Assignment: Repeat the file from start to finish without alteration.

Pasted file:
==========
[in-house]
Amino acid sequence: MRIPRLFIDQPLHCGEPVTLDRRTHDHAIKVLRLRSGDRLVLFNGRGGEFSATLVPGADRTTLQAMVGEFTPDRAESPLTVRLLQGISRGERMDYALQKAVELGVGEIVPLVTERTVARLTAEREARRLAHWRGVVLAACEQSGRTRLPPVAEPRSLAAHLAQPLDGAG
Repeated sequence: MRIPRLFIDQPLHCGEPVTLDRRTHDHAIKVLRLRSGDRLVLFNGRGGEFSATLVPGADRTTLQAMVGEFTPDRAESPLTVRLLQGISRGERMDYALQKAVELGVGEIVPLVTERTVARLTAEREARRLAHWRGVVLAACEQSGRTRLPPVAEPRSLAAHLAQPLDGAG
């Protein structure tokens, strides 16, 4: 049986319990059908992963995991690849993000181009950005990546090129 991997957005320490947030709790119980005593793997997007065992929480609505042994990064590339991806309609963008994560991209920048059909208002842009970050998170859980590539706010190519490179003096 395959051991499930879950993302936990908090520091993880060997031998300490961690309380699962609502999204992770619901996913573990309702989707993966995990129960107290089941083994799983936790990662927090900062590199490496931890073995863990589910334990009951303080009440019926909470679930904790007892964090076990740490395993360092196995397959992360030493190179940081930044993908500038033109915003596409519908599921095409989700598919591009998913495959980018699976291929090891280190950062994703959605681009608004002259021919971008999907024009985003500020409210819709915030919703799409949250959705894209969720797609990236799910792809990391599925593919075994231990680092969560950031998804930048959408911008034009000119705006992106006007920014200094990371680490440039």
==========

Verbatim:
[in-house]
Amino acid sequence: MRIPRLFIDQPLHCGEPVTLDRRTHDHAIKVLRLRSGDRLVLFNGRGGEFSATLVPGADRTTLQAMVGEFTPDRAESPLTVRLLQGISRGERMDYALQKAVELGVGEIVPLVTERTVARLTAEREARRLAHWRGVVLAACEQSGRTRLPPVAEPRSLAAHLAQPLDGAG
Repeated sequence: MRIPRLFIDQPLHCGEPVTLDRRTHDHAIKVLRLRSGDRLVLFNGRGGEFSATLVPGADRTTLQAMVGEFTPDRAESPLTVRLLQGISRGERMDYALQKAVELGVGEIVPLVTERTVARLTAEREARRLAHWRGVVLAACEQSGRTRLPPVAEPRSLAAHLAQPLDGAG
């Protein structure tokens, strides 16, 4: 049986319990059908992963995991690849993000181009950005990546090129 991997957005320490947030709790119980005593793997997007065992929480609505042994990064590339991806309609963008994560991209920048059909208002842009970050998170859980590539706010190519490179003096 395959051991499930879950993302936990908090520091993880060997031998300490961690309380699962609502999204992770619901996913573990309702989707993966995990129960107290089941083994799983936790990662927090900062590199490496931890073995863990589910334990009951303080009440019926909470679930904790007892964090076990740490395993360092196995397959992360030493190179940081930044993908500038033109915003596409519908599921095409989700598919591009998913495959980018699976291929090891280190950062994703959605681009608004002259021919971008999907024009985003500020409210819709915030919703799409949250959705894209969720797609990236799910792809990391599925593919075994231990680092969560950031998804930048959408911008034009000119705006992106006007920014200094990371680490440039």